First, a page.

David Harbour on his ‘Stranger Things’ Role: “I always felt like a man who’s had to fight for things”

Actor David Harbour

“I believe in the power of theater, and I don’t think you need to be in a blockbuster to touch people.” – David Harbour

So, have you heard about this Netflix series Stranger Things? Of course you have. It appears to be the latest example of a Netflix series that everybody is watching. One of the reasons why people are so into the 1980s-set series is Chief Jim Hopper, a character who is grieving the death of his young daughter. David Harbour, who plays Hopper, spoke to Time about his character’s broken mindset and how he connected with that from his own life.

When asked if “our perception of masculinity is limited in pop culture right now,” Harbour replies, “We’ve become narcissistic and we think that what defines us are our bodies, like a man has to have a six-pack and big muscles to be masculine. We’ve lost touch with what makes a woman a woman, a man a man. People are saying, ‘Enough with unattainable superheroes—let’s have the broken ordinary people onscreen so that we can feel the storytelling.’ I had to battle my own masculine narcissism. I thought, ‘Maybe I’ll get in really good shape,’ but that does a disservice to the guy and the audience. The way I crafted Hopper is like the men of that era—when there was something about being a man that meant you don’t cry. You get shit done.”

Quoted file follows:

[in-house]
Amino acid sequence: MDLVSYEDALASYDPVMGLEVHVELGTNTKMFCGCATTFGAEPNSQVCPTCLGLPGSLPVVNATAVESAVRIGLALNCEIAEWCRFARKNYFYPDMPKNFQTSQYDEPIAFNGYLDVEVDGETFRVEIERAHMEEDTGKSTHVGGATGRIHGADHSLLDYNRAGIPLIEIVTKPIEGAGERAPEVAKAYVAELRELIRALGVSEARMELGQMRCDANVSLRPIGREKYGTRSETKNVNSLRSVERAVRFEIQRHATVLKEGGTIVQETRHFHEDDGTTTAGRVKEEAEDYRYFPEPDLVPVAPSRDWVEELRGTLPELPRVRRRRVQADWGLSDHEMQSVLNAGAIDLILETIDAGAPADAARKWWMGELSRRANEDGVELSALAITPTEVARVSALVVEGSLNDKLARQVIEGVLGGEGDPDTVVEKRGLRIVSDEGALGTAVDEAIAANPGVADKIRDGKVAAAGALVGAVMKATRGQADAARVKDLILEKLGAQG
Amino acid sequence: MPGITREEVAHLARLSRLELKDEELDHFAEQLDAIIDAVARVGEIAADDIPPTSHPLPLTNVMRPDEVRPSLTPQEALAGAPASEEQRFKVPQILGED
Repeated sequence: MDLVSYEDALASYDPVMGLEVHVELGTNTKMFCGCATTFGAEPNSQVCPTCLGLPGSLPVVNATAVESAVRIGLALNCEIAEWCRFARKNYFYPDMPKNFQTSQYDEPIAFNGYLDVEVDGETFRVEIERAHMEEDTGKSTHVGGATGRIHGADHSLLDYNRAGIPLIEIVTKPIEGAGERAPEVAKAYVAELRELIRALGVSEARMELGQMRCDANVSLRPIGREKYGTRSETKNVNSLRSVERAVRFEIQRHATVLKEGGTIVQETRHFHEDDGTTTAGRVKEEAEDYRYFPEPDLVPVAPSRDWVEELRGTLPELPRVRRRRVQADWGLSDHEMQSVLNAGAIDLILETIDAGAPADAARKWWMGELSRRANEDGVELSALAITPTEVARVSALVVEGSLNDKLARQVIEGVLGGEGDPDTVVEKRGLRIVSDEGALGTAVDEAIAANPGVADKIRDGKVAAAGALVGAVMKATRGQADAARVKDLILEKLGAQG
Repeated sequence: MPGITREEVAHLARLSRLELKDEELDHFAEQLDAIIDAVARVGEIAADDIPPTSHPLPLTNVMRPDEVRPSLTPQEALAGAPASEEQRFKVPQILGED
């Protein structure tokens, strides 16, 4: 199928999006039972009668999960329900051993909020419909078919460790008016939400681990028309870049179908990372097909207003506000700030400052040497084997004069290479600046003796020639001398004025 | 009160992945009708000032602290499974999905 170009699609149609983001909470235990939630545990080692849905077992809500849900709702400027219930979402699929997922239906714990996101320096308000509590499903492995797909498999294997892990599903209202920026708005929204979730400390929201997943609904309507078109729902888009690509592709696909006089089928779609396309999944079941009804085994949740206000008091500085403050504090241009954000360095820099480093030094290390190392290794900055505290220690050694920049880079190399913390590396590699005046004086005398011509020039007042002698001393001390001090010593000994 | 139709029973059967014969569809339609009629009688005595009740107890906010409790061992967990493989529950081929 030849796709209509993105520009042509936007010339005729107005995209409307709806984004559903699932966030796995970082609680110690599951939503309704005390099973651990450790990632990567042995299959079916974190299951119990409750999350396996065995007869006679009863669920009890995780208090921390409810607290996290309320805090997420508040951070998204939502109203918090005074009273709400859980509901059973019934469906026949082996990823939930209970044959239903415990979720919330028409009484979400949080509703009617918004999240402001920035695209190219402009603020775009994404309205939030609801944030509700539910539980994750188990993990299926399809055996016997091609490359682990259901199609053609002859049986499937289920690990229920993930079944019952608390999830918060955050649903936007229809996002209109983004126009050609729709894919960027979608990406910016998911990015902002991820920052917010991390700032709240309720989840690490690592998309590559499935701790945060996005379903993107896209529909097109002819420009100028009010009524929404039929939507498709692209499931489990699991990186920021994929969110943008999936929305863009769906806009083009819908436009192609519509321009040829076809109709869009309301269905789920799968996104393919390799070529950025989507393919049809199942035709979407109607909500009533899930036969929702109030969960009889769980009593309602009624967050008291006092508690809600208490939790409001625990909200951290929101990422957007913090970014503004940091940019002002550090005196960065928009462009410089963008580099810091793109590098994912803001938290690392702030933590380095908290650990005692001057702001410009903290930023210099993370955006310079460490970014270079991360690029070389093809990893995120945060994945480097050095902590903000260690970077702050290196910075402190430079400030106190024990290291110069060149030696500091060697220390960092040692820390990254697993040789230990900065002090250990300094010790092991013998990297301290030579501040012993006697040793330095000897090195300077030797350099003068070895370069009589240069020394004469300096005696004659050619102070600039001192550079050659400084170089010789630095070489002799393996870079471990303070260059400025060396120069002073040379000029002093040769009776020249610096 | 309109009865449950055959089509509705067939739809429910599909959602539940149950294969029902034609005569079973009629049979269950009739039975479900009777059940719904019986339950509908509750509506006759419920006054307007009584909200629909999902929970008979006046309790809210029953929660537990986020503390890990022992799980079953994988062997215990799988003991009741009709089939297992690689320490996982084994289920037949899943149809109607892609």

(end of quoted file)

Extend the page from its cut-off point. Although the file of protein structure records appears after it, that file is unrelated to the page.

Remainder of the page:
Interestingly, Harbour admits that he initially felt that the “broken” characterization of Hopper wasn’t working, but he was happy to be proven wrong. He explains, “We crafted him as a mess. We were like, ‘Let’s make this a real fucking broken dude who’s popping pills and drinking and doesn’t take care of himself.’ And halfway through the shoot, both the hair girl and I were like, ‘I don’t know if this is working. This is supposed to be the leading man. I think we might have gone too far. I think this might be a problem for people. They might be like, fuck this guy.’ And then I saw it cut together at the premiere, and I was blown away.”

Hopper also reveals that he felt a personal connection to the role because of his early stuggles as an actor. He explains, “I always felt like a man who’s had to fight for things. In the community I grew up in, people were successful, getting out of college and owning property, and I was doing plays where I wasn’t making any money. Everybody felt sorry for me, but I believe in the power of theater, and I don’t think you need to be in a blockbuster to touch people. So I had to endure people judging me the way people judge Hopper as a drunk and an outcast—to show them that I had something inside of me that was beautiful even though, on the outside, it doesn’t look so pretty. For a while, I didn’t have success, money, or fame, or family. But I had something to say, and I think Hopper has that same journey. He lives like a child, and yet he’s a beautiful heroic person who wants justice and fairness, and I very much relate.”

But things have changed since, especially with Stranger Things, and Harbour is in a much better place as as an actor. He says, “There’s a big shift. Honestly, one of the most gratifying things is I can start to pick and choose and turn things down that last year, I would have killed to get.”

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